Multistream directly to one or more social media channels (in addition to your main stream). For example, Vimeo Live has a feature that can restream your video to 4 different social networks at the same time. Many live streaming platforms also allow you to share quickly highlights of your live stream on social media.advanced analytics for live streaming platforms

Advanced real-time and post analytics 
Get live, post-event, and social statistics along with engagement and duration graphs and integrate Google Analytics. Figure out who watched your stream, where, and why.

Privacy control
Password-protect your streams, define the list of allowed domains and countries, and set up secure streams for internal enterprise communications.

DRM - digital rights management in live streaming platformsDigital Rights Management (DRM) 
DRM is crucial for premium content. For example, YouTube—a free live streaming platform—will mute or even take down VOD streams that have copyrighted music playing in the background. You definitely don’t want that to happen during an important event, so ensure all rights are properly managed.

API and SDK
Features including developer-friendly API infrastructure and mobile SDK. Many live streaming platforms provide tools for quick and easy integration of live streaming into a variety of cloud video applications, services, and digital media workflows.

Free vs paid live streaming platforms

Ultimately, paid live streaming platforms offer more control over viewer experience. Paid services have much more power to help you control and achieve your goals during high-scale live events. On the other hand, free platforms provide great exposure (especially to your existing following) and often contain enough features to reach your goals using live streaming without paying any extra costs.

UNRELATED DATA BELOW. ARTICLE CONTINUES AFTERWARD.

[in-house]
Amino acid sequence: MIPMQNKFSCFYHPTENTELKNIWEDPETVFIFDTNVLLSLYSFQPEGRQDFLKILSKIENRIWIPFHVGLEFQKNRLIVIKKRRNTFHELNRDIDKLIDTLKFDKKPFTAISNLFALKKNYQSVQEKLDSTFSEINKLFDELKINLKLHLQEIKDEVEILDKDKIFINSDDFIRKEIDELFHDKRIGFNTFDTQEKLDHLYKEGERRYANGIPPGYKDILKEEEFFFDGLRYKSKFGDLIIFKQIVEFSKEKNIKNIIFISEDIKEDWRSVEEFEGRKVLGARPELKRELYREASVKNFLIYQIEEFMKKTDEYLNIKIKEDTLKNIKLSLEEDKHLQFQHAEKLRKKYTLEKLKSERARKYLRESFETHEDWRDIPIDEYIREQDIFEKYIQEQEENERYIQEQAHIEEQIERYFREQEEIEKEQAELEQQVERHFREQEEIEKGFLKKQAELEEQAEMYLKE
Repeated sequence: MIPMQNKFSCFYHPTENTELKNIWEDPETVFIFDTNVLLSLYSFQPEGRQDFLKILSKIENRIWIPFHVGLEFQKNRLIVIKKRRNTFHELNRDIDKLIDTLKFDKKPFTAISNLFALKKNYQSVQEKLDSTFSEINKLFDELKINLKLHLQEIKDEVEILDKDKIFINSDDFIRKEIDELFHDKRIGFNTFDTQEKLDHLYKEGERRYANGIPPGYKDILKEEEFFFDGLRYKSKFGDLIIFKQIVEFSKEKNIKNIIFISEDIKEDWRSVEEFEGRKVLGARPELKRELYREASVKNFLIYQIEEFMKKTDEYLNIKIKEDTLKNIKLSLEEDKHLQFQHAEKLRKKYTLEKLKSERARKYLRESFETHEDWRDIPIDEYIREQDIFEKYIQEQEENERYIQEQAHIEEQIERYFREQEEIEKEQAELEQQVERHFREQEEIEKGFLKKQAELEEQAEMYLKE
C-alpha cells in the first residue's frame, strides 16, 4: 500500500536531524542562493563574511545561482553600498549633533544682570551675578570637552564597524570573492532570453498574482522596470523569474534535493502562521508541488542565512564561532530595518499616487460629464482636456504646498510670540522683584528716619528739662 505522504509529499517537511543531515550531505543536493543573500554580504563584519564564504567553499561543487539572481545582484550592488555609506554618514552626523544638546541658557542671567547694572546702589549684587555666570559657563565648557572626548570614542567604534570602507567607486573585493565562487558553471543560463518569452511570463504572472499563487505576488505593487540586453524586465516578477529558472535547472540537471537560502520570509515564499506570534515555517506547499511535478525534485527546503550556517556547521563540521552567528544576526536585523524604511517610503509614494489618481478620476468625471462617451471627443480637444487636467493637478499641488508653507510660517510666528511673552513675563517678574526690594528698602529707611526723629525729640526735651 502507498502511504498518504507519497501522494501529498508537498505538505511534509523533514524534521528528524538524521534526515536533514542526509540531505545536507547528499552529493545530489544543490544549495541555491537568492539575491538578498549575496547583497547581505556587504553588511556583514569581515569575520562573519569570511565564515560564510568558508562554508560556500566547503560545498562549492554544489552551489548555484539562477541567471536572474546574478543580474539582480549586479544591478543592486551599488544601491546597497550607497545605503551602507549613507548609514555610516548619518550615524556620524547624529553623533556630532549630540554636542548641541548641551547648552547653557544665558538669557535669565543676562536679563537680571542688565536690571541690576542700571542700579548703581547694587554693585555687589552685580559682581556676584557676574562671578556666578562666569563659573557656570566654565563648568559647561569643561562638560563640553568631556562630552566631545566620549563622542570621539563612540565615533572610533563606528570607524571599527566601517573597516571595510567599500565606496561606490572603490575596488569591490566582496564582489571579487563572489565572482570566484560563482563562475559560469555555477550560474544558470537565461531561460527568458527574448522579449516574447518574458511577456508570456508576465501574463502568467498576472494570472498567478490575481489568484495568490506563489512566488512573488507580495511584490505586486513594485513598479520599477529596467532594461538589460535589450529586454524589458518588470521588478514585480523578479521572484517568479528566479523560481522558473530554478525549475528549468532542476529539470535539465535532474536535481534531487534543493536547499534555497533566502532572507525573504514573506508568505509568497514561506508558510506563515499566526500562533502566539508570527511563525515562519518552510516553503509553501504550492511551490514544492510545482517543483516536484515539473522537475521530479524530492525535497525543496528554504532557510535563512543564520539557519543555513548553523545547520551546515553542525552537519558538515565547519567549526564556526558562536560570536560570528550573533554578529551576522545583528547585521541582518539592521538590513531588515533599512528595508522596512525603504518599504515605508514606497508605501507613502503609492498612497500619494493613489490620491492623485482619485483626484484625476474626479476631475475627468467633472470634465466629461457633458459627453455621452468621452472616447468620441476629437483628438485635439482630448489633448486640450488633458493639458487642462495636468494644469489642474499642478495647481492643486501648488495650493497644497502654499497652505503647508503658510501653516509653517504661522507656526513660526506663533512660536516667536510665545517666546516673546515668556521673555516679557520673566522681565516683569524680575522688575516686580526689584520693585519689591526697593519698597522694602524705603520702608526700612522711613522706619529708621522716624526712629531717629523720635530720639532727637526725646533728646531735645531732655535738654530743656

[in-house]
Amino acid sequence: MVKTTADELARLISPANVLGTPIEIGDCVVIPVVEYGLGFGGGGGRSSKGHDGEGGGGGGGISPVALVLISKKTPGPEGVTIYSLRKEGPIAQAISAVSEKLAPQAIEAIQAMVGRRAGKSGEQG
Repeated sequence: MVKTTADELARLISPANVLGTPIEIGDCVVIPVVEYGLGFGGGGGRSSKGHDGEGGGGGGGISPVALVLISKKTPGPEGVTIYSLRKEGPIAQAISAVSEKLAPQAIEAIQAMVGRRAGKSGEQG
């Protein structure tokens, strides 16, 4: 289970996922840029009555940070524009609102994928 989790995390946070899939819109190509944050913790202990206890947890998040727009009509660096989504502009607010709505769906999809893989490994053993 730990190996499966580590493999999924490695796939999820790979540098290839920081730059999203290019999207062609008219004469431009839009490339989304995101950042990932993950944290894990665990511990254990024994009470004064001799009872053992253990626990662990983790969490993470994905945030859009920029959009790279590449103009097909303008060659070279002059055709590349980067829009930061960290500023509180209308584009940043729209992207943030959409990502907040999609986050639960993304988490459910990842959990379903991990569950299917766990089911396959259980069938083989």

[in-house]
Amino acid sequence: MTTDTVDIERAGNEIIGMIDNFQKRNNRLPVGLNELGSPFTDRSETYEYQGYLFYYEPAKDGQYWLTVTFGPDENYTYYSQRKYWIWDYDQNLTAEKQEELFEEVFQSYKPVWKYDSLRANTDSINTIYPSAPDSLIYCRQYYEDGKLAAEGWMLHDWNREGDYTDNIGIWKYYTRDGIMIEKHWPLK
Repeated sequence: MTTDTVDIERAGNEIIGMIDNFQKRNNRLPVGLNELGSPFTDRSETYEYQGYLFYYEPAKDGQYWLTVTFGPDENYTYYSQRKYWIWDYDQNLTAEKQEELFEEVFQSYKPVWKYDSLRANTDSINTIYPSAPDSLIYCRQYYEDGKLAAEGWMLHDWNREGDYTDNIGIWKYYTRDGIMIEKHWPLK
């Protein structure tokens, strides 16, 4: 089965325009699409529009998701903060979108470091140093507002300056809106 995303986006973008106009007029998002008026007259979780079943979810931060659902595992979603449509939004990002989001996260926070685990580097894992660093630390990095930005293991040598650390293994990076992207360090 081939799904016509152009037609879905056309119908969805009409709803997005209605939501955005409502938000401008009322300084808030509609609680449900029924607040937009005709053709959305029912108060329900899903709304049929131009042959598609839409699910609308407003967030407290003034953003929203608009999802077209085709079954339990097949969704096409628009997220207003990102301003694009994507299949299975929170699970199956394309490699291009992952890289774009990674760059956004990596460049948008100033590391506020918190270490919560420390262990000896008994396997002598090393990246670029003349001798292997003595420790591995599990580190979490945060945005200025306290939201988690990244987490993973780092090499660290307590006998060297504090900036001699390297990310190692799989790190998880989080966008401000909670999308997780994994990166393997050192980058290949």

Free live streaming platforms

We’re talking about social media live streaming platforms. The social live streaming moguls are currently YouTube, and Facebook Live, but Periscope and Twitch are close behind in their respective niches.

Free live streaming platforms YouTube Facebook Live Periscope

Pros

  • Higher discoverability. These platforms are great for reaching your social following, getting shares, and social engagement. Facebook’s algorithm prioritizes live video in feeds and displays them first.
  • Free cloud transcoding. YouTube and Facebook Live have different video quality options for the viewer to choose from. They also try to automatically assign an output resolution based on the viewer’s internet speed.
  • The power of edge servers. Being such giants, YouTube and Facebook can afford to have many servers all over the world, which means viewers will be getting their stream from the closest server at best speeds (provided they have a decent internet connection).

Cons

  • Little control over served ads. While you can take an “ad break” on both YouTube and Facebook Live, you never really know which ad you’re going to get. You also have to share ad revenue with the platform and aren’t allowed to insert third-party ads into your stream.
  • Copyrighted content limitations. Portions of live streams may get muted if copyrighted music is detected. Streams may even be taken down and the channel owner may get their live streaming privileges suspended.
  • Somewhat limited stream duration. Facebook Live doesn’t automatically turn live streams over 90 minutes into VOD content (so you could lose it forever). YouTube promises 12 hours.

Paid live streaming platforms

There is a plethora of paid live streaming platforms out there and it is often difficult to understand the differences. The offering is often very similar as platforms are always competing and trying to stay relevant with their features. However, while some market themselves as “universal” professional solutions for live streaming events (DaCast, Vimeo Live), others are more distinctly specialized: